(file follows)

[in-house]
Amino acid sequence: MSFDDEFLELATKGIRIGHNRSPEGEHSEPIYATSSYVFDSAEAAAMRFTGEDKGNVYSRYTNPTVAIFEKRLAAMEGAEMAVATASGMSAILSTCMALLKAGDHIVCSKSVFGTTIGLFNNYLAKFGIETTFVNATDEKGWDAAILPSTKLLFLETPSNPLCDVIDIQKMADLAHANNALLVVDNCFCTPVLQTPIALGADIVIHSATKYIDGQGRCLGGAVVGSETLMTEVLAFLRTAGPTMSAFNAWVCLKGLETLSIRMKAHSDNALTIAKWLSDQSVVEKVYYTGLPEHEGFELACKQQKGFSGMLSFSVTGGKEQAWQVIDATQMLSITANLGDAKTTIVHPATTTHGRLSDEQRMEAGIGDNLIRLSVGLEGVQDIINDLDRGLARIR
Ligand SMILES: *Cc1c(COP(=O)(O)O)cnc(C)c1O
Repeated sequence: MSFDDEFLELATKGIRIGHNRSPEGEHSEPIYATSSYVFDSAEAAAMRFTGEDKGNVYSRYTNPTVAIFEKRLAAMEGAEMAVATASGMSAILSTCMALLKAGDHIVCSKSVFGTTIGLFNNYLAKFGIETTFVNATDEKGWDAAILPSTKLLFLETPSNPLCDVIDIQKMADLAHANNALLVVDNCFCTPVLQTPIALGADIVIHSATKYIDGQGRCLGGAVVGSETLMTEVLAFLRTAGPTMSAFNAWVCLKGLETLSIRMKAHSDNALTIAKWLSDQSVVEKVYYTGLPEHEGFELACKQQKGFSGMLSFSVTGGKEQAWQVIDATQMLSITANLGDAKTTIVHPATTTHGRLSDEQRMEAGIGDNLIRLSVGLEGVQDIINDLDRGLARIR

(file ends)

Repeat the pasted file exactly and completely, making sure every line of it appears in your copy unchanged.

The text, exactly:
[in-house]
Amino acid sequence: MSFDDEFLELATKGIRIGHNRSPEGEHSEPIYATSSYVFDSAEAAAMRFTGEDKGNVYSRYTNPTVAIFEKRLAAMEGAEMAVATASGMSAILSTCMALLKAGDHIVCSKSVFGTTIGLFNNYLAKFGIETTFVNATDEKGWDAAILPSTKLLFLETPSNPLCDVIDIQKMADLAHANNALLVVDNCFCTPVLQTPIALGADIVIHSATKYIDGQGRCLGGAVVGSETLMTEVLAFLRTAGPTMSAFNAWVCLKGLETLSIRMKAHSDNALTIAKWLSDQSVVEKVYYTGLPEHEGFELACKQQKGFSGMLSFSVTGGKEQAWQVIDATQMLSITANLGDAKTTIVHPATTTHGRLSDEQRMEAGIGDNLIRLSVGLEGVQDIINDLDRGLARIR
Ligand SMILES: *Cc1c(COP(=O)(O)O)cnc(C)c1O
Repeated sequence: MSFDDEFLELATKGIRIGHNRSPEGEHSEPIYATSSYVFDSAEAAAMRFTGEDKGNVYSRYTNPTVAIFEKRLAAMEGAEMAVATASGMSAILSTCMALLKAGDHIVCSKSVFGTTIGLFNNYLAKFGIETTFVNATDEKGWDAAILPSTKLLFLETPSNPLCDVIDIQKMADLAHANNALLVVDNCFCTPVLQTPIALGADIVIHSATKYIDGQGRCLGGAVVGSETLMTEVLAFLRTAGPTMSAFNAWVCLKGLETLSIRMKAHSDNALTIAKWLSDQSVVEKVYYTGLPEHEGFELACKQQKGFSGMLSFSVTGGKEQAWQVIDATQMLSITANLGDAKTTIVHPATTTHGRLSDEQRMEAGIGDNLIRLSVGLEGVQDIINDLDRGLARIR